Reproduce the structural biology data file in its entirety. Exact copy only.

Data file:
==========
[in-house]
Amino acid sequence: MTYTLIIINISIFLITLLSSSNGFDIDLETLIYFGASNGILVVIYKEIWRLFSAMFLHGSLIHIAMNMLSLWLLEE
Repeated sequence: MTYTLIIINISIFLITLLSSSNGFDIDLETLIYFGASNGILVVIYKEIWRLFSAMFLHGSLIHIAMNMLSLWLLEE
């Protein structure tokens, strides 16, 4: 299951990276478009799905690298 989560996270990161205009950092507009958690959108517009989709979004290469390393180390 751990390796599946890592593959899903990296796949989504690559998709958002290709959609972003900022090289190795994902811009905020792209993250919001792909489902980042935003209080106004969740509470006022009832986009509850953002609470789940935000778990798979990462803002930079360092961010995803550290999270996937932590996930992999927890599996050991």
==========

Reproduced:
[in-house]
Amino acid sequence: MTYTLIIINISIFLITLLSSSNGFDIDLETLIYFGASNGILVVIYKEIWRLFSAMFLHGSLIHIAMNMLSLWLLEE
Repeated sequence: MTYTLIIINISIFLITLLSSSNGFDIDLETLIYFGASNGILVVIYKEIWRLFSAMFLHGSLIHIAMNMLSLWLLEE
């Protein structure tokens, strides 16, 4: 299951990276478009799905690298 989560996270990161205009950092507009958690959108517009989709979004290469390393180390 751990390796599946890592593959899903990296796949989504690559998709958002290709959609972003900022090289190795994902811009905020792209993250919001792909489902980042935003209080106004969740509470006022009832986009509850953002609470789940935000778990798979990462803002930079360092961010995803550290999270996937932590996930992999927890599996050991």